44 Lütke, Voyage autour du monde, vol. i. p. 212. W. Dale, Alaska, pp. 413 and 417.

45 R. Brown, as above.

46 Waitz, Anthropologie, vol. iii. p. 335.

47 Whymper, Alaska, p. 58.

American Immigrations.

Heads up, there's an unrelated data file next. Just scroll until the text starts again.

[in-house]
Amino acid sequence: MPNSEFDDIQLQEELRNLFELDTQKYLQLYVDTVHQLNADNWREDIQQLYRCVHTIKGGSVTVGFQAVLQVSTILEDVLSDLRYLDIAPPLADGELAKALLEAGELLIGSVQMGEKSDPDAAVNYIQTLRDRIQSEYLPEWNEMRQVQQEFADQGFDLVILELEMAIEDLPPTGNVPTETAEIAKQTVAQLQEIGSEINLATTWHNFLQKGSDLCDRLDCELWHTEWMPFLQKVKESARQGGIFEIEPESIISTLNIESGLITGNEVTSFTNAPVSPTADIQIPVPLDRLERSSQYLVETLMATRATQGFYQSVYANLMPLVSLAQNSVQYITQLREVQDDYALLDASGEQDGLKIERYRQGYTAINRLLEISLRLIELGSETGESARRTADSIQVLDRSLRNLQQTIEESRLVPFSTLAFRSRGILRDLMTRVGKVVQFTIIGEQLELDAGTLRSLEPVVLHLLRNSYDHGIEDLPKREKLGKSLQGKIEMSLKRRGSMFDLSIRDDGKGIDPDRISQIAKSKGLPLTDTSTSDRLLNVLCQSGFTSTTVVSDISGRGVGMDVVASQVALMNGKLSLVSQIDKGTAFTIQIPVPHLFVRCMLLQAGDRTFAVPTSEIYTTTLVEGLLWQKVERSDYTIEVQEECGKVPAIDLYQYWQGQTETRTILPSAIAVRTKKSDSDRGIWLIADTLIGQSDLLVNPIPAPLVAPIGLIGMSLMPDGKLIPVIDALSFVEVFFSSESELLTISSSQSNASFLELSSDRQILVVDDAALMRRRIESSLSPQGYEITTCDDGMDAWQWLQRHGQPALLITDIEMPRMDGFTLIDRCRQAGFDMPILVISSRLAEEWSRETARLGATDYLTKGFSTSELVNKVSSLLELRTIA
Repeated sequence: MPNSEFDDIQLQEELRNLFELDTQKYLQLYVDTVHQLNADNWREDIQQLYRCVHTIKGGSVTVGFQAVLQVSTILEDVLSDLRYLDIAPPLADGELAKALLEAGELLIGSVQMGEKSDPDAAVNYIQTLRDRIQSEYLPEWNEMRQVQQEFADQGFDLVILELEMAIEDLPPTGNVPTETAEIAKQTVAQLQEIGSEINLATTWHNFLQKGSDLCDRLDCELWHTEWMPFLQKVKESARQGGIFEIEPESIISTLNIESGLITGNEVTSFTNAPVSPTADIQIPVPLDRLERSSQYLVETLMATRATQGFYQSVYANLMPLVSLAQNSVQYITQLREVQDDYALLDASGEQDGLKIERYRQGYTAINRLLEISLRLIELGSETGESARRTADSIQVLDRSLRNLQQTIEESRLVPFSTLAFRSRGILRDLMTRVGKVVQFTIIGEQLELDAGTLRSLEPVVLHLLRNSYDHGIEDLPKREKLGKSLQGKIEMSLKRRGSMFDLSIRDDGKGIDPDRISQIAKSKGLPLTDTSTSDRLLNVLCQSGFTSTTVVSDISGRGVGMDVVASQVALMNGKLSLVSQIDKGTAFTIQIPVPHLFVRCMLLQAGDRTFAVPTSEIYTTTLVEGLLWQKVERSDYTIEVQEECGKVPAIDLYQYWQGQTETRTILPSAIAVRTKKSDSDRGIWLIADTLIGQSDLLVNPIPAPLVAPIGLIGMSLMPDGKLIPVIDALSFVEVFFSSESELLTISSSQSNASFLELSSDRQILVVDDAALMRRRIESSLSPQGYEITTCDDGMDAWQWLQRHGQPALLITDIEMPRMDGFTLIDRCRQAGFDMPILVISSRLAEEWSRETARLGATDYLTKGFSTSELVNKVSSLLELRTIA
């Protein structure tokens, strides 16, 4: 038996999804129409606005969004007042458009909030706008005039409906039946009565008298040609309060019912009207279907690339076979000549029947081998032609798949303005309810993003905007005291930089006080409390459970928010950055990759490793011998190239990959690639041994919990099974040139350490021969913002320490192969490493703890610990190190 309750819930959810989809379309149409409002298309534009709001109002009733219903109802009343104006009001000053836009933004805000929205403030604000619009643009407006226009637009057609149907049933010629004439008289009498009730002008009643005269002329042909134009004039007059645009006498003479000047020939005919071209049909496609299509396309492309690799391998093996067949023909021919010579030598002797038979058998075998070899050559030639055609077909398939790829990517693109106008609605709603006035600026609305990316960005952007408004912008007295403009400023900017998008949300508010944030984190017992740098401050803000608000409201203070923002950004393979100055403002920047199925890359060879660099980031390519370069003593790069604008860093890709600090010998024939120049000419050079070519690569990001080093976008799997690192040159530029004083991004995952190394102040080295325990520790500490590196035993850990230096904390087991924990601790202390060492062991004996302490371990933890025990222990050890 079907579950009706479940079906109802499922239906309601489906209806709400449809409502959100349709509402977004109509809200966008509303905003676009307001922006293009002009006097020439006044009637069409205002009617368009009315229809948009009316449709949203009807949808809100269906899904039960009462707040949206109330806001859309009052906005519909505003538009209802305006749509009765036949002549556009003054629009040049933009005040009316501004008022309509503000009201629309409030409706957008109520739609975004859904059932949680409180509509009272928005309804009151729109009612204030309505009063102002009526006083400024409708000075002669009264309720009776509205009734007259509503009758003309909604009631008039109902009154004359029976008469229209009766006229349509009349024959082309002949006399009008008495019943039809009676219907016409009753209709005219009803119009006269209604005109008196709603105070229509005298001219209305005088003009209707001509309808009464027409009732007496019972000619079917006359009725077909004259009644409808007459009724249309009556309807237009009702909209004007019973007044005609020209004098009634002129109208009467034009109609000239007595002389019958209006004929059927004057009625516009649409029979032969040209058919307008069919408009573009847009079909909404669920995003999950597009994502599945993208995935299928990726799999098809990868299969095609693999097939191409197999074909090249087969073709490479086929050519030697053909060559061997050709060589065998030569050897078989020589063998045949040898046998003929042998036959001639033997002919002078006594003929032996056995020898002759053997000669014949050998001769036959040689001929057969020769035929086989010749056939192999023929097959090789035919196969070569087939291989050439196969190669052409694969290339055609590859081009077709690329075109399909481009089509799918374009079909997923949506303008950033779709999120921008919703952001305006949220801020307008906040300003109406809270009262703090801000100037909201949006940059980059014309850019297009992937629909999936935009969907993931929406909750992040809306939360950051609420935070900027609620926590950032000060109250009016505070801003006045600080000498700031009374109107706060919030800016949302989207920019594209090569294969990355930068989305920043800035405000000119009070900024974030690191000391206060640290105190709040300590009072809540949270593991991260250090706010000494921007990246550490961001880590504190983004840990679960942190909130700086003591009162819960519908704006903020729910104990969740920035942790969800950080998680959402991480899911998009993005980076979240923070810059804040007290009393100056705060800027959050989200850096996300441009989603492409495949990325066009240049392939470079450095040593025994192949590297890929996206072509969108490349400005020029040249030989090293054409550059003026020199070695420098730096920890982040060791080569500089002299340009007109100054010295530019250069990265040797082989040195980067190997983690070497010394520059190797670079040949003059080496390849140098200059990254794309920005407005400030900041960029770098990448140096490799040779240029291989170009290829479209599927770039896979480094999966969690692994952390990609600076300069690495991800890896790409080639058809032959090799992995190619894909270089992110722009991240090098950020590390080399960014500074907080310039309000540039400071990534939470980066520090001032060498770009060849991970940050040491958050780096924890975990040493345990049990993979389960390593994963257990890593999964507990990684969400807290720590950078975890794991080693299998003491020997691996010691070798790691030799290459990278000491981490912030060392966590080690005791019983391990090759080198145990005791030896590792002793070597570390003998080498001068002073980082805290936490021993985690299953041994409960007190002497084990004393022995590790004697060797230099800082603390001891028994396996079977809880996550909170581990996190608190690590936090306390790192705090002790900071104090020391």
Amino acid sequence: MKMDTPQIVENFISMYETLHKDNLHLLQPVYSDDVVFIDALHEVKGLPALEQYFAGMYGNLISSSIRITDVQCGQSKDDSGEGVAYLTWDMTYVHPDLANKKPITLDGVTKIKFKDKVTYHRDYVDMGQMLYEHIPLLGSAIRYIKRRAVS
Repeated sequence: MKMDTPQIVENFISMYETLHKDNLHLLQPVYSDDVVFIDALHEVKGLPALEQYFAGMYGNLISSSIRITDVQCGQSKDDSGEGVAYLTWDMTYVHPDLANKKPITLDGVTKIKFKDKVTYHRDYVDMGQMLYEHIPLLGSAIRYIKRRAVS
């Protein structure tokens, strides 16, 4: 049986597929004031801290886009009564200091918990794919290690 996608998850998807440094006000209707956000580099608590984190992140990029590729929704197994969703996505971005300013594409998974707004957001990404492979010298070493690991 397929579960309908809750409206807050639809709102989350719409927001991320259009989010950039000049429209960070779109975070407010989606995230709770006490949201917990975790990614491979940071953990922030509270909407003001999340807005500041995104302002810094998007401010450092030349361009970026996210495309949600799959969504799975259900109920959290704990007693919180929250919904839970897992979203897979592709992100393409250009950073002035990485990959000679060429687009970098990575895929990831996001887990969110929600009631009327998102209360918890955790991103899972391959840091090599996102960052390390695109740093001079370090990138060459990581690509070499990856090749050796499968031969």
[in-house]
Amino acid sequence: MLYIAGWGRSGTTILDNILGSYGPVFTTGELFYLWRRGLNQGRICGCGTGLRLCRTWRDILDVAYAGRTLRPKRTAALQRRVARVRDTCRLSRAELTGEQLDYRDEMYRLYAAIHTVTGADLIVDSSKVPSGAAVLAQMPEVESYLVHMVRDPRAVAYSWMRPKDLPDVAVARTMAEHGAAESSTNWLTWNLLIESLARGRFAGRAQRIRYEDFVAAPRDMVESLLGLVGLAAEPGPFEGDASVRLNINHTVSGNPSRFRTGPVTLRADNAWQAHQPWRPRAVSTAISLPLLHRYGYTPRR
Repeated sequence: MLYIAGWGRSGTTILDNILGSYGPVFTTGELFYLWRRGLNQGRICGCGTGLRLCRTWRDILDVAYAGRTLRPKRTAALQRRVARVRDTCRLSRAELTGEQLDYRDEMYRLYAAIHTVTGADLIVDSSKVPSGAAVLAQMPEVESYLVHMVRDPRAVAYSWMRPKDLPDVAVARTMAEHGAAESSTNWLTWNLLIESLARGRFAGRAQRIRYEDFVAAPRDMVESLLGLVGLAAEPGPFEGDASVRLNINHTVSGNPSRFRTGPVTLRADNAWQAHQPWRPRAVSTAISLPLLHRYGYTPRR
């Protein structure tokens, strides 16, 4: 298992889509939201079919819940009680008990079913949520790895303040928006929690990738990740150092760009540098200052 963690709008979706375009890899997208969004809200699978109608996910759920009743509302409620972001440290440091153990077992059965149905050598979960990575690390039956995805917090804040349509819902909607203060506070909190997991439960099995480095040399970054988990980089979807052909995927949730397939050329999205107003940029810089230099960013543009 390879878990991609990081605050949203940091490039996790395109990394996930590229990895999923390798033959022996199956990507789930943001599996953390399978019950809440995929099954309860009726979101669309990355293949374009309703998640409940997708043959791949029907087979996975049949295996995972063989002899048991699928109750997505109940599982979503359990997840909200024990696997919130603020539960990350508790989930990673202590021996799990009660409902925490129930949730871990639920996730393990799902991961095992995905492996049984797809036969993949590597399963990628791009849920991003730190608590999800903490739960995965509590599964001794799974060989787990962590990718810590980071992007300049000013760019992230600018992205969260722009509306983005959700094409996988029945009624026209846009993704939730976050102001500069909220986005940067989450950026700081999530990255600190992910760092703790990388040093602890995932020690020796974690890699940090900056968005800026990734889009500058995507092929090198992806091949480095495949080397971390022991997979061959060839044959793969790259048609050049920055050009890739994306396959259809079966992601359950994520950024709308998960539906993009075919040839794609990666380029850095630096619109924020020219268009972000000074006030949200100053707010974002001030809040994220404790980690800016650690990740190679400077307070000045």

from America was, geologically speaking, very recent, is shown by the fact that not only the straits but the sea which bears the name of Behring is extraordinarily shallow, so much so indeed that whalers lie at anchor in the middle of it. But it is always. dangerous to rely on geological events which themselves require more accurate proof. We therefore prefer to assume that at the time at which the Asiatics passed over into America, Behring's Straits already possessed their present character. We must, however, remember the first question which Gauss the great mathematician addressed in 1828, at Berlin, to Adalbert von Chamisso the circumnavigator, namely, whether the coast of America was visible from any point in Asia, that in such a way the two worlds might be connected by a triangle. Chamisso was able to answer this query in the affirmative,3 so that no accidental discovery need be supposed, for the Asiatics of Behring's Straits, when they crossed over to America, saw their goal before their eyes. Luxurious Europeans, indeed, think it strange that people whom we must suppose still without any means of protection, could have continued to exist in a climate so severe. But they forget that the children of the north are more comfortable in severe weather than in a milder temperature. "When, in winter mornings," wrote George Steller, "I was freezing under my featherbed and fur coverlets, I saw the Itelmes, and even their little children, lying in their kuklanka naked and bare half-way down the chest, without coverlets or featherbeds, and yet were warmer to the touch than I was." In another place he adds that the Kamtskadals always place a large vessel filled with water, which they cool with pieces of ice, by their side at night, and drain this to the last drop before the break of day. But the case of the Fuegians is yet more convincing, for the first immigrants to America were probably as undeveloped as these people, many of whom endure all weathers in total nudity. Darwin, who saw a woman in this state, adds, "It was raining heavily, and the fresh water, together with the spray, trickled down her body. In another harbour not far distant, a woman